The porn industry does not, for the most part, resemble the terrible practice of sex slavery, so considering them side by side is only useful insofar as it helps us recognize our own often inconsistent attitudes about sex and respect for our fellow human beings. So let’s return to a less dramatic example, where autonomy is not in question. Does the dehumanization lie in portraying a woman in such a way as to present only one aspect of her nature for the satisfaction of the audience, in this case her sexuality? How about when she is ‘reduced’ to another aspect of her person, say her physical appearance? Let’s take the example of a model for fine art, or for fashion photography. She is chosen because she is beautiful (or interesting-looking, for fits the chosen profile, or whatever), and is paid to stay still while the artist captures the outward appearance of her body, and is dismissed when the work is complete. Is she dehumanized then? How about any interaction in which a human being is only considered in the light of the narrow role they play in the other’s life in that moment, the waiter, the conversationalist at the bar, the cashier, the barista, the taxi driver, the person who makes the clothes one buys, the arms dealer? They are anonymous, or will be except during that particular transaction, and they will never be seen again. Are they dehumanized too? Why is it that interacting with another person in only their role as a sexual being more dehumanizig than interacting with them only insofar as they play a different role?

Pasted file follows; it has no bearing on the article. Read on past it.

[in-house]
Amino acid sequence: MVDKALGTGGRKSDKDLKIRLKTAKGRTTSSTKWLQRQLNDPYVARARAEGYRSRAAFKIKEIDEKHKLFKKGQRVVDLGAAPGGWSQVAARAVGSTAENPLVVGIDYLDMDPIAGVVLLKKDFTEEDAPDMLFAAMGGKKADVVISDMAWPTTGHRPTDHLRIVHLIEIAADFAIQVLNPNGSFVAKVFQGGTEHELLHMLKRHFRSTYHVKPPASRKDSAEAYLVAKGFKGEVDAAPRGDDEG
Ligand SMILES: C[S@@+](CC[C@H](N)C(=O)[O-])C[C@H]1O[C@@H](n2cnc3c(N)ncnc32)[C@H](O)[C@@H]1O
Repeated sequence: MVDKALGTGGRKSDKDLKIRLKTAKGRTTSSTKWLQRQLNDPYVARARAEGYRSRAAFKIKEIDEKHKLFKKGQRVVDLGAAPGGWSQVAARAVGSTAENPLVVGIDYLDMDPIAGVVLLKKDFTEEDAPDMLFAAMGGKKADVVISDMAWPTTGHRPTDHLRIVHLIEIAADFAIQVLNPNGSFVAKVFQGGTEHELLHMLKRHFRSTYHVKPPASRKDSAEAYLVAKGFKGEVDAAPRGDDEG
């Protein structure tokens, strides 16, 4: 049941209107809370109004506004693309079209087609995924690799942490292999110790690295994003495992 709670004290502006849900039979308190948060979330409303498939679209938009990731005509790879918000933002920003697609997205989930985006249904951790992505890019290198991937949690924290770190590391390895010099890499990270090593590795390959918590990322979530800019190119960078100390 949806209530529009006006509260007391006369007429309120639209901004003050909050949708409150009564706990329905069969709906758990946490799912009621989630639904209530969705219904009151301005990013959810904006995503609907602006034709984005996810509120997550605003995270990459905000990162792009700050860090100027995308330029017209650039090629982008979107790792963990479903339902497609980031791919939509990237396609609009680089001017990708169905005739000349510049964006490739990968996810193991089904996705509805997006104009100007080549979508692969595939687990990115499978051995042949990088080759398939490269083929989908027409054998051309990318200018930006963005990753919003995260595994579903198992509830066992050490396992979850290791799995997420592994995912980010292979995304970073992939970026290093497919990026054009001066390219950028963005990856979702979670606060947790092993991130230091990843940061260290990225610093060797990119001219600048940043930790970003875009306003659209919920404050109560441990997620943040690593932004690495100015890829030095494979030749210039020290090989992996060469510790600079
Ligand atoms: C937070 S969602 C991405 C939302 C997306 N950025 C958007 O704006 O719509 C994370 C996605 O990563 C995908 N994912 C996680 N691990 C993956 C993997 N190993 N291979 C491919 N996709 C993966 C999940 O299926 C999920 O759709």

One may reply, that sex is deeply intimate and meaningful, where a painting a portrait is not (necessarily, anyway), nor is ordering food or coffee or buying stuff, nor chatting up a stranger at a bar. But why must sex always be intimate and meaningful? Just as conversation can be intimate and meaningful, it can also be casual, or meaningful but not lasting (that fascinating, intelligent fellow traveler on an overnight flight who shared the best stories and ideas you ever heard which stayed for you for life, while you never see them again), or baby talk that the infant will not remember, or part of the larger conversation a committed pair have over their shared lifetime. Yet all of those types of communication are an important part of a full life. So it goes with all other parts and products of human nature. Just because it can be deeply intimate and meaningful and long-lasting, doesn’t mean it has to be; there’s room for simple, easy, non-committed encounters as well, isn’t there?